The Catalan Numbers from Their Generating Function

Deriving the expression $\displaystyle C_n = \frac{1}{n+1} \binom{2n}{n}$ for the Catalan numbers from the Catalan recurrence $\displaystyle C_{n+1} = \sum_{k=0}^n C_k C_{n-k}$ is a classic exercise in generating function manipulation, although the details are sometimes omitted in textbooks (and on the Wikipedia page).  This post fills in the details.

The Catalan numbers are the solution to many combinatorial problems.  See, for example, this selection from Vol. II, Chapter 6, of Stanley’s Enumerative Combinatorics [1], as well as the Catalan addendum, for many such combinatorial interpretations.  My favorite is that $C_n$ is the number of lattice paths from (0,0) to $(n,n)$ that do not go above the diagonal $y = x$.

Let’s define $C(x)$ to be the generating function for the Calatan numbers; i.e.,

$\displaystyle C(x) = \sum_{n=0}^{\infty} C_n x^n$.

To derive a closed-form for $C_n$ from the recurrence, start by multiplying both sides of the Catalan recurrence by $x^n$ and summing up:

$\displaystyle \sum_{n=0}^{\infty} C_{n+1} x^n = \sum_{n=0}^{\infty} \left(\sum_{k=0}^n C_k C_{n-k}\right)x^n \\ \implies \frac{1}{x}\sum_{n=0}^{\infty} C_{n+1} x^{n+1} = C^2(x) \\ \implies \frac{1}{x}\sum_{n=1}^{\infty} C_n x^n = C^2(x) \\ \implies \frac{1}{x} \left(\sum_{n=0}^{\infty} C_n x^n - C_0 \right) = C^2(x) \\ \implies \frac{1}{x} C(x) - \frac{1}{x} = C^2(x) \\ \implies xC^2(x) - C(x) + 1 = 0 \\ \implies C(x) = \frac{1 \pm \sqrt{1 - 4x}}{2x}.$

Now, do we want the positive or the negative square root?  We know that $C_0 = 1$, so the generating function satisfies $C(0) = 1$.  Subbing in 0 for either form of $C(x)$ gives division by zero.  However, $\displaystyle \lim_{x \to 0^+} C(x)$ is the indeterminate form $0/0$ for the negative square root, so let’s take a closer look at this limit.  (The same limit evaluates to $\infty$ for the positive square root, so that cannot be the right choice.)

Applying l’Hôpital’s rule, we have

$\displaystyle \lim_{x \to 0^+} \frac{1 - \sqrt{1 - 4x}}{2x} = \lim_{x \to 0^+} \frac{2 (1-4x)^{-1/2}}{2} = 1.$

The negative square root does evaluate to the correct number, so that one must be the right choice for $C(x)$:

$\displaystyle C(x) = \frac{1 - \sqrt{1 - 4x}}{2x}.$

Applying Newton’s generalized binomial series, we then have

$\displaystyle C(x) = \frac{1}{2x} \left(1 - \sqrt{1 - 4x} \right) = \frac{1}{2x} \left(1 - \sum_{n=0}^{\infty} \binom{1/2}{n} (-4x)^n \right).$

The coefficient of $x^n$ in the summand simplifies to

$\displaystyle \frac{\frac{1}{2} (\frac{1}{2}-1) \cdots (\frac{1}{2}-n+1) }{n!} (-4)^n \\ = \frac{1(1-2) \cdots (1-2n+2) }{n!} (-1)^n 2^n \\ = \frac{(-1)(-3) \cdots (-(2n-3)) }{(n!)^2} (-1)^n 2^n (n)(n-1) \cdots (1) \\ = \frac{(-1)(-3) \cdots (-(2n-3)) }{(n!)^2} (-1)^n (2n)(2n-2) \cdots (2) \\ = - \frac{(2n)!}{(n!)^2 (2n-1)} \\ = - \binom{2n}{n} \frac{1}{2n-1}.$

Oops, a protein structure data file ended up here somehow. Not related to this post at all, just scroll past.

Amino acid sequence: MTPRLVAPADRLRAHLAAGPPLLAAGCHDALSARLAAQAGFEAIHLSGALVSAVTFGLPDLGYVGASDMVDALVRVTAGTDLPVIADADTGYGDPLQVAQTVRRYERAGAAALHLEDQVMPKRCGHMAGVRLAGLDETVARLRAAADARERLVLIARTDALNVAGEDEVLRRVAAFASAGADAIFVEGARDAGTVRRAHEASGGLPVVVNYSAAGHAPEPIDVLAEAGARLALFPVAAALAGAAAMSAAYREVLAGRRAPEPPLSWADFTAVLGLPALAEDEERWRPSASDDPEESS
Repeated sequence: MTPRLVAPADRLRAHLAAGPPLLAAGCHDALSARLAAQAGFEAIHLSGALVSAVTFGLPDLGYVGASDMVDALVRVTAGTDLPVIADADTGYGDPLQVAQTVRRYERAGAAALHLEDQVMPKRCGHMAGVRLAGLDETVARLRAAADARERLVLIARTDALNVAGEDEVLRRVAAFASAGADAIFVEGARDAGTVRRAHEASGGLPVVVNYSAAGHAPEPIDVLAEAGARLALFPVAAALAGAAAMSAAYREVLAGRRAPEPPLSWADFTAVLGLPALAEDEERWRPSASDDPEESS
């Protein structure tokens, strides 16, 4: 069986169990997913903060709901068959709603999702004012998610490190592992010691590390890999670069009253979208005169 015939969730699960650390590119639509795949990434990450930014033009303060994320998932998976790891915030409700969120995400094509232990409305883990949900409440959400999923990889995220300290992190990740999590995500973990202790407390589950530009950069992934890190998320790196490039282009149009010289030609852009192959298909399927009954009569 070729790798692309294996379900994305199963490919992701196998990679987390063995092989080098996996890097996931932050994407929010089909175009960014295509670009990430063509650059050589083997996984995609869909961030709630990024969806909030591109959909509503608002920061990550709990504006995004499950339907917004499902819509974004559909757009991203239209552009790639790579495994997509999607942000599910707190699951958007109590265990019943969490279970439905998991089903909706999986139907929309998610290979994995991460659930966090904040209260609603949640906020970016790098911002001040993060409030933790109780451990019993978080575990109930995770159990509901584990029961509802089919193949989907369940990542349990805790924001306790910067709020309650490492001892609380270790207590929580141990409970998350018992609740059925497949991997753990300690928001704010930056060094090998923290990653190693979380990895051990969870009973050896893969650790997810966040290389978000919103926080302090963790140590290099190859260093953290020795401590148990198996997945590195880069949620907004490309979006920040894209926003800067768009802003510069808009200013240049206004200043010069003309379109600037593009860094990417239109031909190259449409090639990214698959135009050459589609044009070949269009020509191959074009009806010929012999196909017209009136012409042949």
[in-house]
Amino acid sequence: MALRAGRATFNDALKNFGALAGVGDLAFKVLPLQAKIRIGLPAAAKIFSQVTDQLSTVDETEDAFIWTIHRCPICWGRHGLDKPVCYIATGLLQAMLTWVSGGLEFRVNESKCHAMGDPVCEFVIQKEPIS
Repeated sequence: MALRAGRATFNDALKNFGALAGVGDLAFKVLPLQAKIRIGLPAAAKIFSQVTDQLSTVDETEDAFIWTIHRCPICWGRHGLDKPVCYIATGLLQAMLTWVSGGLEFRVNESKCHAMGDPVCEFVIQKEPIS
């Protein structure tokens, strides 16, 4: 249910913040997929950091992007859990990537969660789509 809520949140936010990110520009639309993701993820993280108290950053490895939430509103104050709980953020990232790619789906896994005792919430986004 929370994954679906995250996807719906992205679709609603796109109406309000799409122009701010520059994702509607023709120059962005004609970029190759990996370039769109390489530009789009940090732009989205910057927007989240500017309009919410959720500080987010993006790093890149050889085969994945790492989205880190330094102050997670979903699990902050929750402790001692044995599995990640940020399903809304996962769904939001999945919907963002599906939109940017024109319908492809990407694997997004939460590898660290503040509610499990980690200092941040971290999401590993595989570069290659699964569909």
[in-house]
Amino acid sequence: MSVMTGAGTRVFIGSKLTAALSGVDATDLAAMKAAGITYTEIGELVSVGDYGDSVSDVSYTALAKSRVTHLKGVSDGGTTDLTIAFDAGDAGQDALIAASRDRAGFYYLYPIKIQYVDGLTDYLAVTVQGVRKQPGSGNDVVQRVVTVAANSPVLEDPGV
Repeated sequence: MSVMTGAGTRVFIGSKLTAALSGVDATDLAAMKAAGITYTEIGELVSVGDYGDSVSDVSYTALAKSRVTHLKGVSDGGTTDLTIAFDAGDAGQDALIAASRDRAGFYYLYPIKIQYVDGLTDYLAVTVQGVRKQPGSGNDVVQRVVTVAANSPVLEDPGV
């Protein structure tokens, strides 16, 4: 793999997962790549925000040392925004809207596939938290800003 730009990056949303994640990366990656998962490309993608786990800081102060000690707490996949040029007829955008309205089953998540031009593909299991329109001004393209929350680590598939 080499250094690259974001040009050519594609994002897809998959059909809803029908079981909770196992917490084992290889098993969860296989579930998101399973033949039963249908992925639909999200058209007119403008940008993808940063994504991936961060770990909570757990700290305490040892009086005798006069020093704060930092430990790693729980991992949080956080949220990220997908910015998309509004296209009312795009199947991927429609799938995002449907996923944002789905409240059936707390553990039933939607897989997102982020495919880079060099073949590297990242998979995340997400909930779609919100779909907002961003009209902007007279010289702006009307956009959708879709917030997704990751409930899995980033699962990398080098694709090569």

Therefore,
$\displaystyle C(x) = \frac{1}{2x} \left(1 + \sum_{n=0}^{\infty} \binom{2n}{n} \frac{1}{2n-1} x^n \right) \\ = \frac{1}{2x} \left(1 + -1 + \sum_{n=1}^{\infty} \binom{2n}{n} \frac{1}{2n-1} x^n \right) \\ = \frac{1}{2} \sum_{n=1}^{\infty} \binom{2n}{n} \frac{1}{2n-1} x^{n-1} \\ = \frac{1}{2} \sum_{n=0}^{\infty} \binom{2(n+1)}{n+1} \frac{1}{2n+1} x^n \\ = \sum_{n=0}^{\infty} \frac{2(n+1)(2n+1)}{2(n+1)^2}\binom{2n}{n} \frac{1}{2n+1} x^n \\ = \sum_{n=0}^{\infty} \frac{1}{n+1}\binom{2n}{n} x^n.$

Thus $\displaystyle C_n = \frac{1}{n+1}\binom{2n}{n}$, the coefficient of $x^n$ in the generating function $C(x)$.

References

1.  Richard Stanley, Enumerative Combinatorics, Vol. II, 2nd ed., Cambridge University Press, 2011.

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9 Responses to The Catalan Numbers from Their Generating Function

1. Marvis says:

That is a very nice derivation of the generating function and the relation to binomial coefficients. Just a small correction. The limit for the positive square-root will be $\infty$ and hence l’Hospital is not applicable and hence the limit is not $-1$. Hence, you can directly discard it. Also, interestingly, I encountered Catalan again last week in my answer [here](http://math.stackexchange.com/questions/326714/need-help-proving-this-integration/326825#326825)

• mzspivey says:

Of course you’re right, Marvis. Thanks. I’ll correct that.

Mike

2. John says:

How do we get C^2 (x)

it is not obvious for me.

10x

• mzspivey says:

I’m using the formula for term-by-term multiplication of an infinite series, sometimes called the Cauchy product. I realize now that I didn’t define $C(x)$, though. I’ll go back and do that.

• John says:

10x for the answer but i would like to know how sum c(k)*c(n-k) leads to C^2

Thank you in advance

• mzspivey says:

It probably makes more sense if you think about it from the other direction. Calculating $C^2(x)$ involves multiplying an infinite series by itself. The result is another infinite series, but what is the coefficient of term $x^n$ in that resulting series? For example, the coefficient of $x^{10}$ is obtained by adding up all the different ways you could multiply two terms from $C(x)$ and get a term with a coefficient of $x^{10}$. These would be $C_0 x^0 C_{10}x^{10} + C_1 x^1 C_9 x^9 + \cdots + C_{10}x^{10} C_0 x^0$. The Cauchy product gives the formula in general.

3. John says:

Thank you very much!

Best Regards,
John

4. shakeel says:

Hi, two lines before the “Now, do we want the positive or the negative square root?” (second last line) you multiplied the equation by ‘x’ but the ‘1’ remained. It should be ‘x.

• mzspivey says:

Thanks for pointing that out! The mistake was actually in the line before (forgot to multiply $C_0$ by $1/x$).